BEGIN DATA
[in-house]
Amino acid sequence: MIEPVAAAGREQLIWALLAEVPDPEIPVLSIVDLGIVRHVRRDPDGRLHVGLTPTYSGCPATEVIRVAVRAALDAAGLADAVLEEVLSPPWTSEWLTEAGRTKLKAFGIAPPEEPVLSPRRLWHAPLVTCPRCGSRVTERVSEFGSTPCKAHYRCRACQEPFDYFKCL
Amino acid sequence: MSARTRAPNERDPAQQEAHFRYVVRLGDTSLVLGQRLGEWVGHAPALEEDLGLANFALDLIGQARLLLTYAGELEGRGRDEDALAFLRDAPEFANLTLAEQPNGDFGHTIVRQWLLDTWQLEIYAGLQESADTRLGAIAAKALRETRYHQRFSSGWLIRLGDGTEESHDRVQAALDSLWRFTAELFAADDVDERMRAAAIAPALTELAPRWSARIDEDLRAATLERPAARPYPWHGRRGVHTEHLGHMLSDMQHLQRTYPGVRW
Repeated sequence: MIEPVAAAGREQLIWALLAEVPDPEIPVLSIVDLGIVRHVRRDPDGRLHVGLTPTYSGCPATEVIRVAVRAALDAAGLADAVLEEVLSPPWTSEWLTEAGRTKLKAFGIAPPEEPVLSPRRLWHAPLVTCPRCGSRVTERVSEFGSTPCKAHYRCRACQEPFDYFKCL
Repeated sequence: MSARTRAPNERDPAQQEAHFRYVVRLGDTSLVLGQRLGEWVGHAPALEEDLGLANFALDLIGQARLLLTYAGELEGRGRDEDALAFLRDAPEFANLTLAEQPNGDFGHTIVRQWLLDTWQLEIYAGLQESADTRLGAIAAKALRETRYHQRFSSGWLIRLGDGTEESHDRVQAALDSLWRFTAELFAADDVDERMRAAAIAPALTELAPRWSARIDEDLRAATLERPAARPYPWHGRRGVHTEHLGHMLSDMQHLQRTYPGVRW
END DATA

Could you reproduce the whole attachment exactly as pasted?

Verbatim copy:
[in-house]
Amino acid sequence: MIEPVAAAGREQLIWALLAEVPDPEIPVLSIVDLGIVRHVRRDPDGRLHVGLTPTYSGCPATEVIRVAVRAALDAAGLADAVLEEVLSPPWTSEWLTEAGRTKLKAFGIAPPEEPVLSPRRLWHAPLVTCPRCGSRVTERVSEFGSTPCKAHYRCRACQEPFDYFKCL
Amino acid sequence: MSARTRAPNERDPAQQEAHFRYVVRLGDTSLVLGQRLGEWVGHAPALEEDLGLANFALDLIGQARLLLTYAGELEGRGRDEDALAFLRDAPEFANLTLAEQPNGDFGHTIVRQWLLDTWQLEIYAGLQESADTRLGAIAAKALRETRYHQRFSSGWLIRLGDGTEESHDRVQAALDSLWRFTAELFAADDVDERMRAAAIAPALTELAPRWSARIDEDLRAATLERPAARPYPWHGRRGVHTEHLGHMLSDMQHLQRTYPGVRW
Repeated sequence: MIEPVAAAGREQLIWALLAEVPDPEIPVLSIVDLGIVRHVRRDPDGRLHVGLTPTYSGCPATEVIRVAVRAALDAAGLADAVLEEVLSPPWTSEWLTEAGRTKLKAFGIAPPEEPVLSPRRLWHAPLVTCPRCGSRVTERVSEFGSTPCKAHYRCRACQEPFDYFKCL
Repeated sequence: MSARTRAPNERDPAQQEAHFRYVVRLGDTSLVLGQRLGEWVGHAPALEEDLGLANFALDLIGQARLLLTYAGELEGRGRDEDALAFLRDAPEFANLTLAEQPNGDFGHTIVRQWLLDTWQLEIYAGLQESADTRLGAIAAKALRETRYHQRFSSGWLIRLGDGTEESHDRVQAALDSLWRFTAELFAADDVDERMRAAAIAPALTELAPRWSARIDEDLRAATLERPAARPYPWHGRRGVHTEHLGHMLSDMQHLQRTYPGVRW